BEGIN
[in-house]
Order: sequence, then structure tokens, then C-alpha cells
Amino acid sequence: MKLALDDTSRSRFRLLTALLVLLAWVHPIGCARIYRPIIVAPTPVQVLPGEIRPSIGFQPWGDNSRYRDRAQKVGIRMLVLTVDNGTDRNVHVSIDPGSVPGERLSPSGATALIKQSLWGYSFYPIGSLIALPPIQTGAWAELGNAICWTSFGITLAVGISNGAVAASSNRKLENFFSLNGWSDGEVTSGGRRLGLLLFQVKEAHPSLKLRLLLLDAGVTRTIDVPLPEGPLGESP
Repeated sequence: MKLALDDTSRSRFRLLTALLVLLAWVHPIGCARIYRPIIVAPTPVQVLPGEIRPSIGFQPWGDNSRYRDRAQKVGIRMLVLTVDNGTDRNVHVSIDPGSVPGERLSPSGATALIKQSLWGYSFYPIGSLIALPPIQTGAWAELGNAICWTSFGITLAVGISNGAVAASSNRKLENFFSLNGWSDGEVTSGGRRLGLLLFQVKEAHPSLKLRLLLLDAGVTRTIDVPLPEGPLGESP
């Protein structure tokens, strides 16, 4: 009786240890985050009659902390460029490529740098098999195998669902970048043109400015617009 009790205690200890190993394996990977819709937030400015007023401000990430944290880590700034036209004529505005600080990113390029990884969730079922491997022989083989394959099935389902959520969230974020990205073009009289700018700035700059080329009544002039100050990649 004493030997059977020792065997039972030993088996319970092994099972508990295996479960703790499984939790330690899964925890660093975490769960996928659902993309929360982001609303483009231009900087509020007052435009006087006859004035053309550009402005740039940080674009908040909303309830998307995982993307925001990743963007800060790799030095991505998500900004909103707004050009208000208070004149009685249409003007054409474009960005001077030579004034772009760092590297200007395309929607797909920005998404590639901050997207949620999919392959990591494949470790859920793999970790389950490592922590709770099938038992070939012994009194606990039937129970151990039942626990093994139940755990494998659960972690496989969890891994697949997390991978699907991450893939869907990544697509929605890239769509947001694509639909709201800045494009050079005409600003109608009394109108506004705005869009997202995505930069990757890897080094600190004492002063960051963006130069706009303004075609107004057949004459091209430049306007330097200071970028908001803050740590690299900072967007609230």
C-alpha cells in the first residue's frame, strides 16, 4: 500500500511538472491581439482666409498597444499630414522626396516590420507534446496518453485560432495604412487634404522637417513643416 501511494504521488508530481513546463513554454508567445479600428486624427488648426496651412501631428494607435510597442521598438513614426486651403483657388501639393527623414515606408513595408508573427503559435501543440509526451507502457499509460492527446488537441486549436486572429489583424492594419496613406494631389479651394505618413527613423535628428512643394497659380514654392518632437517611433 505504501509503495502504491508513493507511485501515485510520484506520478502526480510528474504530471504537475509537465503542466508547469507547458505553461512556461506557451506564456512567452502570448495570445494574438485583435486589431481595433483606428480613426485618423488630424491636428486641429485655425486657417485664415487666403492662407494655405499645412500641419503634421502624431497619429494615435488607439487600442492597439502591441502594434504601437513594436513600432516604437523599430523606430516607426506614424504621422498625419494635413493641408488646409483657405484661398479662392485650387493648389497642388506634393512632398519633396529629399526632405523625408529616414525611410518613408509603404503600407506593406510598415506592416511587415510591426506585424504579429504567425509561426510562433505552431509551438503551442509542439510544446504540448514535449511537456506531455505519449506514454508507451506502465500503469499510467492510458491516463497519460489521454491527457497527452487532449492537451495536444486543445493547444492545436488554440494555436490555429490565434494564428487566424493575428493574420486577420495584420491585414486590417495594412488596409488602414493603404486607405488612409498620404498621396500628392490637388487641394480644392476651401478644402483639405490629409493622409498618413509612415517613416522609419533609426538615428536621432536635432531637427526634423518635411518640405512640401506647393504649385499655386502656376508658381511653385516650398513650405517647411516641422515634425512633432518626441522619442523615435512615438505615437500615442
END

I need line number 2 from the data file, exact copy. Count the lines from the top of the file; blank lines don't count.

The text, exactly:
Order: sequence, then structure tokens, then C-alpha cells